• These are not all of the side effects that may occur. If you have questions about side effects, call your doctor. Call your doctor for medical advice about side effects.
  • You may report side effects to your national health agency.
How is this drug best taken?
  • Use this drug as ordered by your doctor. Read all information given to you. Follow all instructions closely.
  • Capsules:
  • Take this drug on an empty stomach. Take at least 1 hour before or at least 2 hours after a meal.
  • Swallow whole. Do not chew, open, or crush.
  • Take with a full glass of water.
  • All short-acting injection products:
  • It is given as a shot into the fatty part of the skin.
  • If you will be giving yourself the shot, your doctor or nurse will teach you how to give the shot.
  • Wash your hands before and after use.
  • Before giving the shot, let it come to room temperature. Do not heat this drug.
  • Move the site where you give the shot with each shot.
  • Do not give into skin within 2 inches of the last injection.
  • Do not give into skin within 2 inches of the belly button.
  • Do not use if the solution is cloudy, leaking, or has particles.
  • Do not use if solution changes color.
  • Throw away needles in a needle/sharp disposal box. Do not reuse needles or other items. When the box is full, follow all local rules for getting rid of it. Talk with a doctor or pharmacist if you have any questions.
  • Prefilled syringes or pen:
  • Remove all pen needle covers before injecting a dose (there may be 2). If you are not sure what type of pen needle you have or how to use it, talk with the doctor.
  • Put the cap back on after you are done using your dose.
  • Do not move this drug from the pen to a syringe.
  • Vials:
  • It may be given into a vein by a doctor or other health care provider.
  • Long-acting injection:
  • It is given as a shot into a muscle.
What do I do if I miss a dose?
  • Capsules and all short-acting injection products:
  • Take a missed dose as soon as you think about it.
  • If it is close to the time for your next dose, skip the missed dose and go back to your normal time.
  • Do not take 2 doses at the same time or extra doses.
  • Long-acting injection:
  • Call your doctor to find out what to do.
How do I store and/or throw out this drug?
  • Capsules:
  • Store unopened containers in a refrigerator. Do not freeze.
  • After first use, store at room temperature. Throw away any part not used after 30 days.
  • Prefilled syringes or pen:
  • Store in a refrigerator. Do not freeze.
  • Protect from light.
  • Do not use if it has been frozen.
  • After first use, store at room temperature for up to 28 days. Throw away any part not used after 28 days.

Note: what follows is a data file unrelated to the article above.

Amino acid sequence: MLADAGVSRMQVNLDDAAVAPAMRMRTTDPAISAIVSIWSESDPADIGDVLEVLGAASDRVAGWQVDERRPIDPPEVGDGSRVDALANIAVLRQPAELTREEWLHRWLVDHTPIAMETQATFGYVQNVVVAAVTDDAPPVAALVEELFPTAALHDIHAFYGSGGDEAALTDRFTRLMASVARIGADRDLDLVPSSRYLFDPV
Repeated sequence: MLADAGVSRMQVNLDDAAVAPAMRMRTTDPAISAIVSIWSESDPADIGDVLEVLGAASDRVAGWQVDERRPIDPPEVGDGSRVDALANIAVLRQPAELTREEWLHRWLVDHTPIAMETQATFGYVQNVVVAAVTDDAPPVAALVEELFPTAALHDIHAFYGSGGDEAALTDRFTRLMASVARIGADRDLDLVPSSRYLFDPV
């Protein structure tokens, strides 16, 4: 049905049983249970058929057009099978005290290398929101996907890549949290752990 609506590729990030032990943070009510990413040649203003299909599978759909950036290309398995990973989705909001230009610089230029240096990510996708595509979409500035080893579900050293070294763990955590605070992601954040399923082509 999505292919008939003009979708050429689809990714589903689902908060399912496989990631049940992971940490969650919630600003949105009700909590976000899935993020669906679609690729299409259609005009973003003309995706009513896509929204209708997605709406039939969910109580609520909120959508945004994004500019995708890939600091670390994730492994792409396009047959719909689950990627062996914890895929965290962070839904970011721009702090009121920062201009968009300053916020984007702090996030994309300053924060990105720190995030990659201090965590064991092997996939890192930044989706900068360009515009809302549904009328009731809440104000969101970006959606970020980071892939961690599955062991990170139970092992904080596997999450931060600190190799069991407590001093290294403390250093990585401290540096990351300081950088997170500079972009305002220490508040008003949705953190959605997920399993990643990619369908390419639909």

• Take off the needle after each shot. Do not store this device with the needle on it.
  • Short-acting injection (vials and prefilled syringes):
  • Store in a refrigerator. Do not freeze.
  • Store in the original container to protect from light.
  • You may store unopened containers at room temperature. If you store at room temperature, throw away any part not used after 2 weeks.
  • Some products may be used more than one time. If your product may be used more than one time, be sure you know how long you can store it before you need to throw it away.
  • Long-acting injection:
  • If you need to store this drug at home, talk with your doctor, nurse, or pharmacist about how to store it.
  • All products:
  • Keep all drugs in a safe place. Keep all drugs out of the reach of children and pets.
  • Throw away unused or expired drugs. Do not flush down a toilet or pour down a drain unless you are told to do so. Check with your pharmacist if you have questions about the best way to throw out drugs. There may be drug take-back programs in your area.
General drug facts
  • If your symptoms or health problems do not get better or if they become worse, call your doctor.
  • Do not share your drugs with others and do not take anyone else's drugs.
  • Some drugs may have another patient information leaflet. If you have any questions about this drug, please talk with your doctor, nurse, pharmacist, or other health care provider.
  • If you think there has been an overdose, call your poison control center or get medical care right away. Be ready to tell or show what was taken, how much, and when it happened.
Last Reviewed Date2021-09-28
Consumer Information Use and Disclaimer
  • This generalized information is a limited summary of diagnosis, treatment, and/or medication information. It is not meant to be comprehensive and should be used as a tool to help the user understand and/or assess potential diagnostic and treatment options. It does NOT include all information about conditions, treatments, medications, side effects, or risks that may apply to a specific patient. It is not intended to be medical advice or a substitute for the medical advice, diagnosis, or treatment of a health care provider based on the health care provider's examination and assessment of a patient's specific and unique circumstances. Patients must speak with a health care provider for complete information about their health, medical questions, and treatment options, including any risks or benefits regarding use of medications. This information does not endorse any treatments or medications as safe, effective, or approved for treating a specific patient. UpToDate, Inc. and its affiliates disclaim any warranty or liability relating to this information or the use thereof. The use of this information is governed by the Terms of Use, available at https://www.wolterskluwer.com/en/know/clinical-effectiveness-terms.